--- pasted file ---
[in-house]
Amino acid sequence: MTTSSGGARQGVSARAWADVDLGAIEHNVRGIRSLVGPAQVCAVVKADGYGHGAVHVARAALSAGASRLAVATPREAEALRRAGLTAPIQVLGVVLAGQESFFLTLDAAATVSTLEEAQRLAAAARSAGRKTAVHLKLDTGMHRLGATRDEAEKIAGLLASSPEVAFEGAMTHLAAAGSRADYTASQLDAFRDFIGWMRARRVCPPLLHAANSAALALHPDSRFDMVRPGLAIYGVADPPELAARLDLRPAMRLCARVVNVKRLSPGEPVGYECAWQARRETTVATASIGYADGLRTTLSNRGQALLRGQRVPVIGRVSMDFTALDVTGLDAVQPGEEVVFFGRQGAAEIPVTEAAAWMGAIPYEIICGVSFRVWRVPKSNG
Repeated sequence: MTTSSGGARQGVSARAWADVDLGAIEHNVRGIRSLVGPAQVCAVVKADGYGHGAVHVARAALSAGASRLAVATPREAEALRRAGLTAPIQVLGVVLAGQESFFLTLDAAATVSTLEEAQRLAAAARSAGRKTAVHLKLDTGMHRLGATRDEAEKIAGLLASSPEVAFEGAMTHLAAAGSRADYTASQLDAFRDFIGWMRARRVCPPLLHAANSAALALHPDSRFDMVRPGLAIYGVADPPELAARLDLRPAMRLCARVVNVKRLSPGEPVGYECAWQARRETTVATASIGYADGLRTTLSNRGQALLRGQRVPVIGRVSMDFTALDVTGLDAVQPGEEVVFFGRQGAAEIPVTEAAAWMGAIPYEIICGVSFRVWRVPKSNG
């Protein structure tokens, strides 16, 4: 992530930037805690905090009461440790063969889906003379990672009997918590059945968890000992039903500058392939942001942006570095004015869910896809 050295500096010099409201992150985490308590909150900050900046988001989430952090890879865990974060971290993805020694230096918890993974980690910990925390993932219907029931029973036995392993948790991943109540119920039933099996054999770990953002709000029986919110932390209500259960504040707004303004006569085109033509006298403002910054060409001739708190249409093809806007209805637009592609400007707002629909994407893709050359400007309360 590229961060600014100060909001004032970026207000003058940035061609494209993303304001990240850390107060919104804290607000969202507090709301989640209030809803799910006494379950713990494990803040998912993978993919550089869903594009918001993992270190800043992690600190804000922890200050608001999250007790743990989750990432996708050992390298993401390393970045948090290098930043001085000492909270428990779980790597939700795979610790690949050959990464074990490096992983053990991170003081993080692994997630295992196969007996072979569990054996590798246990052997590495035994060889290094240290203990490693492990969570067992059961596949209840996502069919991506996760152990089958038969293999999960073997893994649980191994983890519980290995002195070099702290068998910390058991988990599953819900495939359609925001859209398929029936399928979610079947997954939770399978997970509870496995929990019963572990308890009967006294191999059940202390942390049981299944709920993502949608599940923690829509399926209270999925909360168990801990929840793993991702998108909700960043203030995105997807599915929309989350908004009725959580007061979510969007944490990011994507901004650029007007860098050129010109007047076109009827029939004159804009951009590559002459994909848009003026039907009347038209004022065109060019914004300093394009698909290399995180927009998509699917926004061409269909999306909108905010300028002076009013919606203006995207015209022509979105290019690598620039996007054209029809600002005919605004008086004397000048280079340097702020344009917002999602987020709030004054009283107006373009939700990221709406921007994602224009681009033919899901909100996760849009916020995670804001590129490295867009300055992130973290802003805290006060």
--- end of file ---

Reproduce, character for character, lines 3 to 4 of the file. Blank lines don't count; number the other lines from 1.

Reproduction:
Repeated sequence: MTTSSGGARQGVSARAWADVDLGAIEHNVRGIRSLVGPAQVCAVVKADGYGHGAVHVARAALSAGASRLAVATPREAEALRRAGLTAPIQVLGVVLAGQESFFLTLDAAATVSTLEEAQRLAAAARSAGRKTAVHLKLDTGMHRLGATRDEAEKIAGLLASSPEVAFEGAMTHLAAAGSRADYTASQLDAFRDFIGWMRARRVCPPLLHAANSAALALHPDSRFDMVRPGLAIYGVADPPELAARLDLRPAMRLCARVVNVKRLSPGEPVGYECAWQARRETTVATASIGYADGLRTTLSNRGQALLRGQRVPVIGRVSMDFTALDVTGLDAVQPGEEVVFFGRQGAAEIPVTEAAAWMGAIPYEIICGVSFRVWRVPKSNG
């Protein structure tokens, strides 16, 4: 992530930037805690905090009461440790063969889906003379990672009997918590059945968890000992039903500058392939942001942006570095004015869910896809 050295500096010099409201992150985490308590909150900050900046988001989430952090890879865990974060971290993805020694230096918890993974980690910990925390993932219907029931029973036995392993948790991943109540119920039933099996054999770990953002709000029986919110932390209500259960504040707004303004006569085109033509006298403002910054060409001739708190249409093809806007209805637009592609400007707002629909994407893709050359400007309360 590229961060600014100060909001004032970026207000003058940035061609494209993303304001990240850390107060919104804290607000969202507090709301989640209030809803799910006494379950713990494990803040998912993978993919550089869903594009918001993992270190800043992690600190804000922890200050608001999250007790743990989750990432996708050992390298993401390393970045948090290098930043001085000492909270428990779980790597939700795979610790690949050959990464074990490096992983053990991170003081993080692994997630295992196969007996072979569990054996590798246990052997590495035994060889290094240290203990490693492990969570067992059961596949209840996502069919991506996760152990089958038969293999999960073997893994649980191994983890519980290995002195070099702290068998910390058991988990599953819900495939359609925001859209398929029936399928979610079947997954939770399978997970509870496995929990019963572990308890009967006294191999059940202390942390049981299944709920993502949608599940923690829509399926209270999925909360168990801990929840793993991702998108909700960043203030995105997807599915929309989350908004009725959580007061979510969007944490990011994507901004650029007007860098050129010109007047076109009827029939004159804009951009590559002459994909848009003026039907009347038209004022065109060019914004300093394009698909290399995180927009998509699917926004061409269909999306909108905010300028002076009013919606203006995207015209022509979105290019690598620039996007054209029809600002005919605004008086004397000048280079340097702020344009917002999602987020709030004054009283107006373009939700990221709406921007994602224009681009033919899901909100996760849009916020995670804001590129490295867009300055992130973290802003805290006060």